Gant Software Systems

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Epidemic of Crappy Tech

It’s been a while since I’ve posted. I’ve been working on my side project Agulus, my upcoming book Developer Career Book, my podcast Complete Developer Podcast, helping run Code Newbie Nashville, as well as a full time job and having a family. I’ve been doing a lot of writing of late, but not very much online.

As I’ve been trying to juggle all these things, technology has simply not been helping any more. In the past couple months, I’ve had the following experiences:

No More Hack Attempts

There are a lot of upsides to wordpress. It’s not terribly difficult to set up, relatively straightforward to administrate, and makes a lot of website use cases pretty simple. This is why I initially used the tool, as I just wanted to get started without too much ceremony. However, after a few years of using the tool, I started having a lot of issues. For one, Wordpress has got some significant security issues, as well as a large number of automated attacks on the platform. Nearly every day, I got at least half a dozen messages where particular IP addresses were being blocked for repeated unsuccessful login attempts. In addition, I had to spend a fair bit of time trying to tune my website to sort out performance issues, a number of which were actually the result of interaction with the MySql database server. Finally, I had frequently wanted to experiment with different ways to lay out the website, but it wasn’t as straightforward as I liked due to the complexity of the tool.

Announcing The Complete Developer Podcast

I’ve been away from the blog for a bit. Life got really busy back in July and I finally realized I was a bit over-committed and had to scale back for a bit. During the down time, I’ve been re-evaluating my business and trying to determine what things I want to continue doing. Blogging is definitely one of the things I plan to continue, but I needed to get some other things handled. I’ve thinking a lot about the direction in which I want to take my career as well, and I realized I was doing a lot of stuff that really isn’t what I want to do. However, that thought process also revealed a number of things that I DO want to do that will help my career go in the correct direction.

Stopping Hate On Forums

After the shooting that happened last week and the subsequent revelation that online forums may have contributed to that bowl-cut-weirdo’s radicalization and subsequent rampage, several people I know have approached me to ask what website owners with discussion boards could have done that could have prevented radicalization. There are some options, but I’ll warn you, most of them are pretty terrible and have a tendency to be easily circumvented (or to backfire spectacularly). The architecture of the internet is intended to be able to route around damage (it was designed to assist with communications after one or more nuclear strikes, after all), and censorship mimics damage in an architectural sense. So, most fixes are not particularly useful, although there are some options.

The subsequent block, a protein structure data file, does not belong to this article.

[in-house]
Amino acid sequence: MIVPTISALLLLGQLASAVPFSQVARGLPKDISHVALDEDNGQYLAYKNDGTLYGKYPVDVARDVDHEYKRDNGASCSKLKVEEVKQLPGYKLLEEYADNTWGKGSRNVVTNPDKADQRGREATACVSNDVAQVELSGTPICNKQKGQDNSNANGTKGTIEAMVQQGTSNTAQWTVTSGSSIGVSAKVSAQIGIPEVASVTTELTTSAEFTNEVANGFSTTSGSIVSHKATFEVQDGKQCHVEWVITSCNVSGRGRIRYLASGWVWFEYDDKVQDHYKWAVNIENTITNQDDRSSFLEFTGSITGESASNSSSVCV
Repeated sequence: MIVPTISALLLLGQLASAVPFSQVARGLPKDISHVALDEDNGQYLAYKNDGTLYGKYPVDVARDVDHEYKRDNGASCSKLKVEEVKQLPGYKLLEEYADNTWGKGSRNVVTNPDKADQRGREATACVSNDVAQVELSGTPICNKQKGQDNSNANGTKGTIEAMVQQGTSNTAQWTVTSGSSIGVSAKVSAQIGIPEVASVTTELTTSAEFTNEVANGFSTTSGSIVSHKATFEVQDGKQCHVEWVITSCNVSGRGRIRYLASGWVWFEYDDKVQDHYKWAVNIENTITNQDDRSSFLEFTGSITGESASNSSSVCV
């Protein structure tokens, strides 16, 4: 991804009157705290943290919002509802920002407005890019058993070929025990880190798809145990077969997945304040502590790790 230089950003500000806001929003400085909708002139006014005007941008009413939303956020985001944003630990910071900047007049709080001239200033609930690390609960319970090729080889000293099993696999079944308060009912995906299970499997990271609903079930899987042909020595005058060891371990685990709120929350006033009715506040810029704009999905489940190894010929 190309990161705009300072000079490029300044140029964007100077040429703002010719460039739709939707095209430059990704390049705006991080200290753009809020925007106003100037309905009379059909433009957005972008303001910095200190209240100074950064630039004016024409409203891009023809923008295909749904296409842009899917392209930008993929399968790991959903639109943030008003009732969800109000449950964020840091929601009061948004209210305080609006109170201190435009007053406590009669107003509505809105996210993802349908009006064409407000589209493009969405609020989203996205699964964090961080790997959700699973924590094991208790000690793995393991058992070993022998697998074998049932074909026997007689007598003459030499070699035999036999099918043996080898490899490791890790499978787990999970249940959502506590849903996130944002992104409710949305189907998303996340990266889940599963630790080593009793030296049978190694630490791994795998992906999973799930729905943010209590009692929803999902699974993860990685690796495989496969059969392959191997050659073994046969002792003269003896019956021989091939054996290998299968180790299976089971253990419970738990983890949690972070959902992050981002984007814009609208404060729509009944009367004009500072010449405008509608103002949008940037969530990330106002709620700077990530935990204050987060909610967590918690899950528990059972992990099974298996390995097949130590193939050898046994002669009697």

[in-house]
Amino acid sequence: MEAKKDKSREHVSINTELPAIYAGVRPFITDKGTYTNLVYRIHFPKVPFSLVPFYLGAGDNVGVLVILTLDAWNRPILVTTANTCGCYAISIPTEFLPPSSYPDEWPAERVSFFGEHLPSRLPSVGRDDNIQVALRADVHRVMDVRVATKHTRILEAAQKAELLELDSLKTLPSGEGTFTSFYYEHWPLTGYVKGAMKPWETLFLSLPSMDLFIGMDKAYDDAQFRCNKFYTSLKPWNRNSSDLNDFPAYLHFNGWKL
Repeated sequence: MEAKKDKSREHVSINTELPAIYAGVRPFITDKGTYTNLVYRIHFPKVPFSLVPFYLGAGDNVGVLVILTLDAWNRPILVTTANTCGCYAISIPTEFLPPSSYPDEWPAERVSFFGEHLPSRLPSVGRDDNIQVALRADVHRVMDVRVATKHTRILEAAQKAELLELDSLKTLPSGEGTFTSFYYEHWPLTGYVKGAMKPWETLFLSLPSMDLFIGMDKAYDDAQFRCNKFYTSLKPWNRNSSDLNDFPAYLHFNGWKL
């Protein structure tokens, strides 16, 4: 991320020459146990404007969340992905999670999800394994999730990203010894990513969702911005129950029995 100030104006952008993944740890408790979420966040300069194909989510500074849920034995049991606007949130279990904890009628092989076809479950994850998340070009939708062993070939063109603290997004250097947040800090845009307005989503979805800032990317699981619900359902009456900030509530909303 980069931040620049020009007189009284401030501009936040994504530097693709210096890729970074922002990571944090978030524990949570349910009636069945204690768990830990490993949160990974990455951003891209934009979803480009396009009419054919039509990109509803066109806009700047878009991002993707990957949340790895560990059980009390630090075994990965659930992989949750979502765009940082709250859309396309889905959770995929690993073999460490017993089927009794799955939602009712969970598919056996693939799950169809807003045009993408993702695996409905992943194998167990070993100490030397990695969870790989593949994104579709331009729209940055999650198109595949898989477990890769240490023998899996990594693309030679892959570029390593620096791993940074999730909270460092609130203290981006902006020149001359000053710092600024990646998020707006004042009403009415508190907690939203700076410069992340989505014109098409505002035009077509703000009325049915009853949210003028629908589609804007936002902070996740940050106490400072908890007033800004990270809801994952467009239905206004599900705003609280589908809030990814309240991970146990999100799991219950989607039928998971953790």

Managing Large T4-Based Code Generation Projects

This past weekend, I spent a great deal of time reworking some parts of our data access layer for Agulus that have been problematic in the past, mostly by trying to get rid of places where we are using ExecuteScalar and places where we are are working with DataTables, as both places are very sensitive to changes in the underlying database schema and the errors don’t surface until runtime, which really stinks. I managed to figure out how to get all the metadata I needed to replace this functionality (some things could be easier….) and proceeded to start editing my templates to achieve this goal. As I did so, I started reflecting on how much I’ve learned, mostly the hard way, about how to manage larger sets of T4 templates while keeping things maintainable. I’ve not seen a lot of guidance floating around on how to deal well with this stuff, so here’s a list of a few things I’ve figured out (so far). Most of the guidance below sounds very much like the guidance you’d expect to see when building something using ASP.NET MVC, which if you think about it, makes a lot of sense since both share many similar concerns. None of these are earth-shattering, but people tend to forget that code that generates code should be maintained at the same quality level as code that is actually being shipped.

Introducing Agulus

I apologize for missing the last couple of weeks of blog posts, but I’ve been extraordinarily busy with product development on my side project. I thought I’d take a little bit of time to show off what I’ve been working on with my friend Matt Sanford.